Generally, though, I won’t buy box sets and usually, I don’t buy live albums. What’s the point, if you have all the studio albums already? Just give me the b-sides or rarities in a separate disc, and I’ll have everything. And live albums? Pshaw, just go see `em.

    And yes… I realize that’s impossible for broken-up bands or dead artists, but oftentimes, live album sound BLOWS.

    Tuesday, May 19, 2009 at 2:42 pm | Permalink
  2. krisis wrote:

    Oh boy!

    DMB I share with you nearly verbatim. His music isn’t so exciting, and his fans are frequently insufferable. I tend to like him solo, because then it’s just about melody and guitar.

    Ani I got into before my obsession with good vocals, so she was grandfathered out of that rule. The thing is, at early stages she had a beautiful voice – especially on her first album. It started getting barkier and talkier around 4-5 before it became what it is today.

    I shared your Tori grudge for a long time. Tori fans are notoriously bad at choosing songs for non-fans. Recently a Tori board had a thread on that topic, and the fans were choosing the most screechy, boring, or off-putting songs as what they’d play for a potential fan. My favorite example is “Blood Roses,” her most harrowing and screechy song. I love it, but why would you subject someone to that first?

    The Trent/Tori connection is interesting and, in my opinion, apt. I think Boys for Pele is certainly a NIN analog. I’d be interested in floating one or two Tori songs your way sometime to see if I can circumvent the grudge :)

    I wonder if I could have sympathized with you two or three years ago, before those two women began to disappoint me? Or, can I see the obvious flaw with everything I love so unconditionally, as part of my unconditional love?

    (I think I’m more defensive of the next tier of artists on my “must buy” pyramic. Tori, Ani, Garbage – I can see why someone wouldn’t like them. Say something nasty about PJ Harvey, then we have an argument on our hands.)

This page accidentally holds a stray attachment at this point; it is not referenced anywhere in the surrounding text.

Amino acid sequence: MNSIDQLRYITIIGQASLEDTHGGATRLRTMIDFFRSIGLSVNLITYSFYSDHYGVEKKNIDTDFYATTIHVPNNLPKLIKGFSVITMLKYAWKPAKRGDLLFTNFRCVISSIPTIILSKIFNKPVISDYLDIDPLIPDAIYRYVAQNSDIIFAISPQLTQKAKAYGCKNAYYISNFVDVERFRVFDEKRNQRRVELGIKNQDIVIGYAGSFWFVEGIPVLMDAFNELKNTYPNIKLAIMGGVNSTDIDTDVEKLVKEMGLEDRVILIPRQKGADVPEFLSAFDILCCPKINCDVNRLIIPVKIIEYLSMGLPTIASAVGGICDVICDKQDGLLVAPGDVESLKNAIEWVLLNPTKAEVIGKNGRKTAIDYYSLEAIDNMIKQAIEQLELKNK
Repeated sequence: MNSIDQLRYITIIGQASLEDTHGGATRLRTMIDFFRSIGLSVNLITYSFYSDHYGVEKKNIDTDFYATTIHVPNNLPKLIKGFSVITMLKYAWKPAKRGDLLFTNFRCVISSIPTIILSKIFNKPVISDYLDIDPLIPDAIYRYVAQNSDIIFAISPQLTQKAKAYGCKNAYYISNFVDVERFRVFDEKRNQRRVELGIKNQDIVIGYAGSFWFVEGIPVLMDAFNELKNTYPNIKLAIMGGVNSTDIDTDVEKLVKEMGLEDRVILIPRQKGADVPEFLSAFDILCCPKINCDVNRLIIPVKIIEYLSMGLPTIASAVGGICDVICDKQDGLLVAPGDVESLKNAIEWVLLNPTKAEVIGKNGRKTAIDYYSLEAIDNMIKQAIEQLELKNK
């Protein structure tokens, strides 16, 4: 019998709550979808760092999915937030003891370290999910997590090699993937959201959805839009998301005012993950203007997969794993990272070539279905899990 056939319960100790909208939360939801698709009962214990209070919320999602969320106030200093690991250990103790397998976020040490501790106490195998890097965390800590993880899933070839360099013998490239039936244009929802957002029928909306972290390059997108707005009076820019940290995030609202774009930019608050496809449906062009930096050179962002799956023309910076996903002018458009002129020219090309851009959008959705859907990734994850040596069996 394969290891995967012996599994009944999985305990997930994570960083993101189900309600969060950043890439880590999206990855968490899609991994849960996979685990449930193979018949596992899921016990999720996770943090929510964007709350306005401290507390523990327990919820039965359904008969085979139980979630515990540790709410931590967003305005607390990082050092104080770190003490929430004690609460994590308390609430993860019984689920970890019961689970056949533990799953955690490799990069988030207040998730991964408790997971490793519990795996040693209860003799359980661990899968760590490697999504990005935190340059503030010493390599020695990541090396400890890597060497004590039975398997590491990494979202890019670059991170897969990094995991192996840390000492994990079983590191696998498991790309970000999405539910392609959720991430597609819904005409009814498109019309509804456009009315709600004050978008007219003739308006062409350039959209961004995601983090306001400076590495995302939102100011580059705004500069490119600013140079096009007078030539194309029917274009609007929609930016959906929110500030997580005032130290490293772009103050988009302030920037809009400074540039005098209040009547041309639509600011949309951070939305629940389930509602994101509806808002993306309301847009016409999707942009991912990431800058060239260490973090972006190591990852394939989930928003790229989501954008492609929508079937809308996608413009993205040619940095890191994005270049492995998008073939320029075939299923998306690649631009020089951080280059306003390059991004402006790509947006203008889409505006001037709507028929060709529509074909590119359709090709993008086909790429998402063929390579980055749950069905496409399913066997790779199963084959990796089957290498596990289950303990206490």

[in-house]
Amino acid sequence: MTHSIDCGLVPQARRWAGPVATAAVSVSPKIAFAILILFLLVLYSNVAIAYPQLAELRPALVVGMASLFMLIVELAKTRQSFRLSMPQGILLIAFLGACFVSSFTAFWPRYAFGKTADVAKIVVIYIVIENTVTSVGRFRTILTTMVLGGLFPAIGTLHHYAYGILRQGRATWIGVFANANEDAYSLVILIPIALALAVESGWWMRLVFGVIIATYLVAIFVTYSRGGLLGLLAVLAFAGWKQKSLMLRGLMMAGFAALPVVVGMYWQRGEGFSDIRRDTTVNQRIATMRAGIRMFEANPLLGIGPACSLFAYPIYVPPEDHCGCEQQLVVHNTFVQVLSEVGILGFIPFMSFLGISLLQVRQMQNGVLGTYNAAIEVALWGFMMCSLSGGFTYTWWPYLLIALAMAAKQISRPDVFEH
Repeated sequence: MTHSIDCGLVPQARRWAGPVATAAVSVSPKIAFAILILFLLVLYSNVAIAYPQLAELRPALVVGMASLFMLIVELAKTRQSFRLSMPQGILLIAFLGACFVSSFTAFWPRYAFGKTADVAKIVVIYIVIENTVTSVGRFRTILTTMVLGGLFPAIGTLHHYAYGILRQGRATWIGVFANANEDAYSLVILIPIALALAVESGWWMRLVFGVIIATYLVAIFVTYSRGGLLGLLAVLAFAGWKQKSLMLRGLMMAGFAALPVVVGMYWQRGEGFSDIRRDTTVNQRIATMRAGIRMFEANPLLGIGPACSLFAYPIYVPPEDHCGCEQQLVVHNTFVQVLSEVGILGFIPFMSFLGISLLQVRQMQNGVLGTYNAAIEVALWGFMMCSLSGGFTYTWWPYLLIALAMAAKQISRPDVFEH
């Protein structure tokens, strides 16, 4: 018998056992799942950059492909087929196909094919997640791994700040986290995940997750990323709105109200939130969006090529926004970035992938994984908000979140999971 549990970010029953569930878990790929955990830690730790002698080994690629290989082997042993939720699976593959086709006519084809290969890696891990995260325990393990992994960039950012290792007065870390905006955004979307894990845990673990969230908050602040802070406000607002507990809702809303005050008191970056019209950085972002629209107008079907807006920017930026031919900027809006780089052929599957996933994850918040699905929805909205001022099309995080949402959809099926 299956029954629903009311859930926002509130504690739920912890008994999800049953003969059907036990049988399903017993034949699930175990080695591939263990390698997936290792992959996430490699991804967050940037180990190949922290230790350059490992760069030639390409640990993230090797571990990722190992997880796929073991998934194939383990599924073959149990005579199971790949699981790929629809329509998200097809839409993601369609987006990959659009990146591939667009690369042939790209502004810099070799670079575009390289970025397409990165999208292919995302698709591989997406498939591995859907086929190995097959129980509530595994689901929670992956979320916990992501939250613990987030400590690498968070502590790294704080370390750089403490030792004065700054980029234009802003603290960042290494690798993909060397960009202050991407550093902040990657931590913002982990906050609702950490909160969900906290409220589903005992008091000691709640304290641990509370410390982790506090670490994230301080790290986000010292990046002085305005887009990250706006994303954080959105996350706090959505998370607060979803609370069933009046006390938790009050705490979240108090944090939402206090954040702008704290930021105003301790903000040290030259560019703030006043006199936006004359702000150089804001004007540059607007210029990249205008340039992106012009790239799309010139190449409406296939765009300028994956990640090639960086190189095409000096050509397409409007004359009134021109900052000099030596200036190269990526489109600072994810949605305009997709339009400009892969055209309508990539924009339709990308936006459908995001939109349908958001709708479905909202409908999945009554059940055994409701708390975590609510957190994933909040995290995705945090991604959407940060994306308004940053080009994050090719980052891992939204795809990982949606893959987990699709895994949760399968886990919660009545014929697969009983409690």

Yes, box sets, reissues, and live albums are also generally exempt from my “buy all” plans. Most live albums, in the words of Ani, “make my teeth itch.”

    Tuesday, May 19, 2009 at 3:33 pm | Permalink
  3. I’m honestly dumbfounded why this post hasn’t generated more of a response. Do your readers not care enough about music to voice their opinions?

    But to answer a question you posed in your response, I would certainly not be averse to auditioning a few songs per your suggestion, although I do have to say, once I’ve been turned AGAINST, it’s extremely difficult to turn me FOR a band/artist. Case in point: Metallica

    Years before Metallica took on Napster and wrote a never-ending series of horrible albums, they put out the self-titled “Black” album. I’d been a fan in the late 80s, with … And Justice for All back through their first full length, Kill Em All. Something about that first single, “Enter Sandman”, rubbed me the wrong way, and though I was but a freshman in high school, I said NOPE that’s it for me. This band is musica non grata on my walkman, hereforward. I never got that album, and all subsequent material I felt was garbage. Their covers of “Turn the Page” and “Whiskey in the Jar” weren’t TOO AWFUL, and there was one particular standout track on their bloated S&M record (Symphony and Metallica, I suppose; I never bothered to find out). What that track was, I can not now recall. It wasn’t enough to make me plunk down my hard-earned money to investigate one song (and this was the days before iTunes and the .99 song ).

    Josh Browns has said I was wrong about their new album, Death Magnetic, and that it’s a return to 80s speed metal form. Yeah? Not from what I heard, and I’ve been forced to hear more than half the record (my wife still hangs tight with Metallica on occasion).

    No more. Not for me, and the continued crap material they keep releasing is further proof that I was right in my decision years ago to affix the CRAP label to them. I think they should just throw in the towel and go on American Idol like KISS did.

    Besides, aren’t all the kids androgynous and wearing skulls and studded belts anymore?

    Sorry… I guess I’m boo-hooing for the loss of truly good, truly offensive, unapologetic rock and roll. I need a AC/DC welded to a Bloodhound Gang taking graduate economics and literature classes with Tom Morello of Rage Against the Machine.

    Thursday, May 21, 2009 at 2:06 pm | Permalink